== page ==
I’ve been in Bamako for a little over two weeks now, so I think it’s time for an update! I’ve been having a wonderful time so far, and I'm surviving the heat for the most part! It’s been pretty consistently 99-101 degrees every day, but it’s more of a dry heat, so not too overwhelming. And I can’t complain too much because we are heading into the cool season which lasts from November- January.
I’ve been settling in fairly well to the Malian culture. Fortunately, for me it seems very similar to Senegalese culture, and I’ve been able to use some of my old Peace Corps tricks. One thing that I’ve certainly been missing is being able to speak the local language (Bambara). Several times I’ve started asking taxi drivers to take me somewhere or store owners to give me something in Wolof (the language spoken in Senegal), and they’ve just looked at me with confusion. I have met quite a few Senegalese here that do speak Wolof, but it’s definitely not the norm. So, I’ve just signed up for Bambara lessons in a building next to where I work, and I’m hoping that will give me at least a start in the right direction.
|Les collines (the hills) of Bamako|
Overall, my research has been starting off very well, and I’ve been able to get in touch with most of my contacts. I have been working with a group called GERSDA (Group d’etudes et recherche en sociologie et droit appliqué/Study and research group in sociology and applied law), which is connected to the University of Bamako. The main professor (Dr. Moussa Djiré) that I am supposed to be working with is actually on the Hajj to Mecca right now, but the rest of the group has been very welcoming and accommodating. They have even given me some space in their air conditioned office, so I’ve been going there most weekdays to work and hang out with other students and professors. I’m hoping that my research will really get going when Dr. Djiré gets back in a couple of weeks, but for now I’m happy to ease my way in to the group and the Bamako lifestyle. I’ve also had some good meetings with a few staff members of USAID and some NGOs that are doing natural resource management work in Mali, and hopefully their connections will be helpful in the future.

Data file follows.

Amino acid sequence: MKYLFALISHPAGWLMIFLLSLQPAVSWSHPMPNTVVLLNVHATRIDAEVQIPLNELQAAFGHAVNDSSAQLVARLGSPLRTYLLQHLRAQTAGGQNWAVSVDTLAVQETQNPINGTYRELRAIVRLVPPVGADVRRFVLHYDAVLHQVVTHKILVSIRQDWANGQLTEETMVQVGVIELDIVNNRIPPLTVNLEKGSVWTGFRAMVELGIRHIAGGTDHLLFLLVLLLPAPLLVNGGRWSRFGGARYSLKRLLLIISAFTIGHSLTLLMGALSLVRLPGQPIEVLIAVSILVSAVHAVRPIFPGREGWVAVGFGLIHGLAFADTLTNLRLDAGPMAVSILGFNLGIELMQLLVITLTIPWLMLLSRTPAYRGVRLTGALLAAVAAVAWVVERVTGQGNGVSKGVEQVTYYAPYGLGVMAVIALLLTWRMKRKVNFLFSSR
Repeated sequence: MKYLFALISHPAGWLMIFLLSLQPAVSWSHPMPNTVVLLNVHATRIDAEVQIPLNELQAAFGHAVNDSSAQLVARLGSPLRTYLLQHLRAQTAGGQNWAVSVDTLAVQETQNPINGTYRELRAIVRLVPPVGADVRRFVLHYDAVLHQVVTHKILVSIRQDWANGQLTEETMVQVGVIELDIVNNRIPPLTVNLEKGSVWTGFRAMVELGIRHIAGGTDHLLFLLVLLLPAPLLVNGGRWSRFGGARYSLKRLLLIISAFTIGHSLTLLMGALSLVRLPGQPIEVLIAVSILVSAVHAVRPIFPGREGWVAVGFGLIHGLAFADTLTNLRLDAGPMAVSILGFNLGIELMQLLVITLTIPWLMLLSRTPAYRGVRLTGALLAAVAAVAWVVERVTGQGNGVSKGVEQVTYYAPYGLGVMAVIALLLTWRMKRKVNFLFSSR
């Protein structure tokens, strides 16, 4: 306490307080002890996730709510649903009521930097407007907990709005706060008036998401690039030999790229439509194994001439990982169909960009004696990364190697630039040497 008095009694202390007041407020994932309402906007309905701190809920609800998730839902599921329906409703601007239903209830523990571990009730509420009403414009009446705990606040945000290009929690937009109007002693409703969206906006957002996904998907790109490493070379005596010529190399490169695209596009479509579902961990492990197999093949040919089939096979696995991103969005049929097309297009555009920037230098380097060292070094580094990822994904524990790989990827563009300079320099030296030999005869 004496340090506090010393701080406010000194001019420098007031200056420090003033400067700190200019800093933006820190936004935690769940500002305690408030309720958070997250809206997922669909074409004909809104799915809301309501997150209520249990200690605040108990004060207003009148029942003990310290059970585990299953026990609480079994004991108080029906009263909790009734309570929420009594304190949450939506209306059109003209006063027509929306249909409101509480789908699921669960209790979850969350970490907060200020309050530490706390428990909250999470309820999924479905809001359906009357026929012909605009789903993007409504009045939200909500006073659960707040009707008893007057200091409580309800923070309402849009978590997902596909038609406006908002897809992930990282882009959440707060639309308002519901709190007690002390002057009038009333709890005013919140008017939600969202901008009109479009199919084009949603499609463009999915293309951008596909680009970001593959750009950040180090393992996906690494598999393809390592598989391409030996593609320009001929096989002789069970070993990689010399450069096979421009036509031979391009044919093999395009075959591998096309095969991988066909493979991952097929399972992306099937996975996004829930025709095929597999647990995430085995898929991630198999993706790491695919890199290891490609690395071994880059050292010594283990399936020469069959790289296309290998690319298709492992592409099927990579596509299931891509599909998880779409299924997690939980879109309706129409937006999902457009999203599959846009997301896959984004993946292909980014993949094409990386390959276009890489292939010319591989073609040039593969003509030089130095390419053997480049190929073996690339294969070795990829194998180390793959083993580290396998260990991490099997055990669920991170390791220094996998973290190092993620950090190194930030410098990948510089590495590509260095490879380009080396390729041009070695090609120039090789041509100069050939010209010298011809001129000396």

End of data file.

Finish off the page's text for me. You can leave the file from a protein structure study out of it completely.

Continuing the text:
|Fisheman on the Niger River|
I’ve also finally settled into an apartment in Bamako- at least for a couple of months. I’m actually staying in an apartment of a previous Fulbright grantee, while she is back in the US for a little while. It’s a very nice place with 2 bedrooms, a living room, a bathroom, and a kitchen. And she is a very good decorator, so it feels very comfortable. It’s located in an area called Faso-Kanu, which is a mostly residential area with several big residences of wealthy Malians and expats. It’s relatively quiet and very pretty, but it’s located on the right side of the Niger River (which runs through Bamako), and my office and most of the other NGOs are located on the left side of the river, so I’ve been taking a lot of taxis back and forth. I might try to look for a more permanent apartment on the other side of the river, but for now it’s great to feel somewhat settled.
|Vieux Farka Touré in concert|
I’ve also managed to see some good music in Mali already! Last Friday Vieux Farka Touré (the son of the famous Malian musician Ali Farka Touré) was playing at the French Cultural Center, and a group of Fulbrighters went to watch him. It was a good concert- kind of bluesy style with several Malian traditional instruments including the ngoni (a small guitar). Several of the other Fulbrighters are studying/teaching music, so I’m hoping they can tap me into more great concerts in the future!
More updates to come soon!